Can you tell me a little more about 'pull through reamers'? I suppose with one of those, you could order a short chambered barrel and finish it without need of a lathe?

Thanks,
AJ
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Last edited by AJ Peacock; 12-27-2007 at 08:54 PM.
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Old 12-27-2007, 08:47 PM
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Excuse me fella!!

What in the world are you guys talkin' about?

"natural arc of the bore" what the heck is that?

Never heard of such a thing:confused:
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Old 12-27-2007, 08:53 PM
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Quote:
Originally Posted by royinidaho View Post
Excuse me fella!!

What in the world are you guys talkin' about?

"natural arc of the bore" what the heck is that?

Never heard of such a thing:confused:
When a hole is drilled in a barrel, it isn't perfectly straight (even though the barrel maker strives for it to be perfect). It will not be centered perfectly in the barrel and it will wander a little (hopefully just a single very slight arc) from one end to another. The really picky smith's will want that slight arc to be indexed to point straight up at the muzzle.

AJ
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Old 12-27-2007, 09:05 PM
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Thats right , theirs no way to drill a hole that deep and have it strait , so some barrel makers will straiten the barrel and this is major reason that some barrel "wander around" so much when they heat up because of the stree that was introduced into them during the straitening process. supposedly Dan Lilja is the man to drill deep strait holes and supposedly Lilja barrel have less curve than any others.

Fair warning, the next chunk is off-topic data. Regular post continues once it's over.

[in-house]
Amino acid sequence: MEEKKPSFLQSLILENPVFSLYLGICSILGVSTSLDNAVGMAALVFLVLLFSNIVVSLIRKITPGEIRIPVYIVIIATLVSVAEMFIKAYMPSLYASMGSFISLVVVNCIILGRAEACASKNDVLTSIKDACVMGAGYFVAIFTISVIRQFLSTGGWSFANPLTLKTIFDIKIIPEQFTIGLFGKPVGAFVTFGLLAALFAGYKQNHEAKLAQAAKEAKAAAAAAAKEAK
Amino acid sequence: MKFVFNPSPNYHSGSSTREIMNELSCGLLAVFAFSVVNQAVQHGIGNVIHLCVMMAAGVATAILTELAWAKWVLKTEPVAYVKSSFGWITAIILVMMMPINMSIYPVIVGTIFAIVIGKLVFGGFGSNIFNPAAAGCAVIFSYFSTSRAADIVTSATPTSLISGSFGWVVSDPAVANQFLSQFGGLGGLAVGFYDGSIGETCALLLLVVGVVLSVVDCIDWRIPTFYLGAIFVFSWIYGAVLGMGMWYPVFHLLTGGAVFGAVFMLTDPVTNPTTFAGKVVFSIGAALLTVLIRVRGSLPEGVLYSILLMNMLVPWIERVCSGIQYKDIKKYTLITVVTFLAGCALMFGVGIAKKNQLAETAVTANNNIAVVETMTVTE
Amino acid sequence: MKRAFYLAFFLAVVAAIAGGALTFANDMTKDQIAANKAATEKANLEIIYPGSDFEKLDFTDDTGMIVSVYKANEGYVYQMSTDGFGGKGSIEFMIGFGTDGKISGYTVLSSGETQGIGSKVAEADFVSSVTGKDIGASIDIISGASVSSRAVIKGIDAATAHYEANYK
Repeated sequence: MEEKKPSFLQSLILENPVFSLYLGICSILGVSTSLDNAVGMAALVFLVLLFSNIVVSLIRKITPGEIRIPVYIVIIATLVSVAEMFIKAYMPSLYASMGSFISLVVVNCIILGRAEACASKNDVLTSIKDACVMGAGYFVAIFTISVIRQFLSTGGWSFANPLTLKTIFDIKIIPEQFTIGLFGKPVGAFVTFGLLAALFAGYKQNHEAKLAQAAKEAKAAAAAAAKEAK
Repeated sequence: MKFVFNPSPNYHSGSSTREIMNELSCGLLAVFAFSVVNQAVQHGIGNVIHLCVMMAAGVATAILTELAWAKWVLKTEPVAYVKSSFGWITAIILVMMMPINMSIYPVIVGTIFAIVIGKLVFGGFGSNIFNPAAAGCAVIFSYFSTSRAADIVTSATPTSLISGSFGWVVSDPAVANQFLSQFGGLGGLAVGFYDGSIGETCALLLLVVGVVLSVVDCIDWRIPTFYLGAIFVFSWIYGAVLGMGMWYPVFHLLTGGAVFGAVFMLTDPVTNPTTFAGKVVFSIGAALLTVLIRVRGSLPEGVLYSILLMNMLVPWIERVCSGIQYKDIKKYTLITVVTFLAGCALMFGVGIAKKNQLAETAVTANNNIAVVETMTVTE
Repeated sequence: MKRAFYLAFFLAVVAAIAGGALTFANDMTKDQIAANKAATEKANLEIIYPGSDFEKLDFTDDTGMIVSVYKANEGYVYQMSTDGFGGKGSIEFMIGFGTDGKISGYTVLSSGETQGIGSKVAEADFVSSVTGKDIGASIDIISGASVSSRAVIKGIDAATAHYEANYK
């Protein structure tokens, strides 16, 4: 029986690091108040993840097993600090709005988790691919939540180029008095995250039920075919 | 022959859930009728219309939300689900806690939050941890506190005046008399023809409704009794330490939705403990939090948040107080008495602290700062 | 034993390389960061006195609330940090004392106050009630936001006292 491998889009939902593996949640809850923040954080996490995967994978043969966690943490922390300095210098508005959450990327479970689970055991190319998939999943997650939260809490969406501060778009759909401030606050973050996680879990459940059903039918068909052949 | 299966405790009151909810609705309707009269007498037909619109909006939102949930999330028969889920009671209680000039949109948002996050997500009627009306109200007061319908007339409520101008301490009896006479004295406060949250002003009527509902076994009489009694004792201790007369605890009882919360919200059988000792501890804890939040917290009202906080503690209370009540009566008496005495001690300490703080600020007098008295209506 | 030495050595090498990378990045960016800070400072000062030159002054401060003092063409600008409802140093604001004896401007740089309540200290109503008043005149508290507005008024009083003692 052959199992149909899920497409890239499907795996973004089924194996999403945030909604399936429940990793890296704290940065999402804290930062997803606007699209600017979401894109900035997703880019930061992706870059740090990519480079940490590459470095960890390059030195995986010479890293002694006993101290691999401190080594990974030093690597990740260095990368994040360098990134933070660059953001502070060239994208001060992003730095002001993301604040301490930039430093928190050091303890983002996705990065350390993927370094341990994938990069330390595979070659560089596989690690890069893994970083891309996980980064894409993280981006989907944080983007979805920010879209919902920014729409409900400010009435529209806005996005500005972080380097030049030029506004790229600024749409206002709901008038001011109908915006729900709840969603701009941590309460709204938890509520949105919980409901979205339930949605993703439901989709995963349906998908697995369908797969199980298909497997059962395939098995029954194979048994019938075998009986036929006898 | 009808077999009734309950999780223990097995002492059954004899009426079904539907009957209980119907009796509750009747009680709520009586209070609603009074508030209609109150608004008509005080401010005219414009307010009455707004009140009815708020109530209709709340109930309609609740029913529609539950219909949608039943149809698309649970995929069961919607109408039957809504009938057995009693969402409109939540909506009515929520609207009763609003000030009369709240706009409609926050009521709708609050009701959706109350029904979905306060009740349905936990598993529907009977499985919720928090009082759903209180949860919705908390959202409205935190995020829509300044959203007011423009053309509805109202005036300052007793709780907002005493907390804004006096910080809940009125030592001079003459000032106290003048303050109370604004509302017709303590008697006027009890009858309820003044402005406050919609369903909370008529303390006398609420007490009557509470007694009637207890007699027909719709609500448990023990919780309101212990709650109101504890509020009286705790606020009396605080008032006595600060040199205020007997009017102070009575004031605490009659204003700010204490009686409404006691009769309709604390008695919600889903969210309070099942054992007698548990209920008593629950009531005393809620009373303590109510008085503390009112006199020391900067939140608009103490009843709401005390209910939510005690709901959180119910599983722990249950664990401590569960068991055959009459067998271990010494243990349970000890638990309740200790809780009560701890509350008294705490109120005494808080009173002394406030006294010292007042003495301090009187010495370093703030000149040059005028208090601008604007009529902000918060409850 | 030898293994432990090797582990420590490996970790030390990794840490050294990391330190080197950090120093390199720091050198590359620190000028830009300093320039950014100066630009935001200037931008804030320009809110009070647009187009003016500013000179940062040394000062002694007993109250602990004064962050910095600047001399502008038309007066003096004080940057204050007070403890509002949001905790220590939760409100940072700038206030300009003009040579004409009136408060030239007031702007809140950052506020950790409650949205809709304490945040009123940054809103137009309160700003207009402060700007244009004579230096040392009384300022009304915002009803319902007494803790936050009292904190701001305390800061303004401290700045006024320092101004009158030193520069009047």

I have tried several barrel makers and have found that Kreiger and Hart barrel are pretty damn strait , never tried a Lilja or Rock Creek or any of the newer barrels. I spun the barrel in a static rest thats desgined to check the straigthness of pump shafts (like the units desgined to check your loaded ammo's runout) with the barrel supported at one end and the middle , I put a range rod in the breech end and the muzzel and set up dials on both and gave it a turn , you would be amazed how much a little last word dial moves on the muzzel end.

Like I mentioned before you would be supprised how may guys don't worry about it when they build their guns and I'm talking about guys that build world class long range target rigs , its probably realy nothing to be concerned with but I feel that every little thing I can do to stack the ods in my favor is worth the extra effort.

Guys that bitch and whine about the prices that smiths charge to blueprint an action and install the barrel just don't understand , if they new the hassel that goes into doing a quality job they would relize what a bargen they are getting !!!
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Old 12-27-2007, 09:16 PM
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Thanks for the enlightenment fellas!

I'd never tho't or heard of that.

Regarding the smith's worth: It amazes me that they work for so little. Pretty much like the pilot that flies me around taking aerial photos. I multiplied his asking fee by 3 so I'd feel good about it. The only thing between my butt and the ground is air in that pecker wood 1974 Balanca Scout and he's the guy that keeps it in shape.

I just wish I could get the rifles returning a little revenue once in awhile;)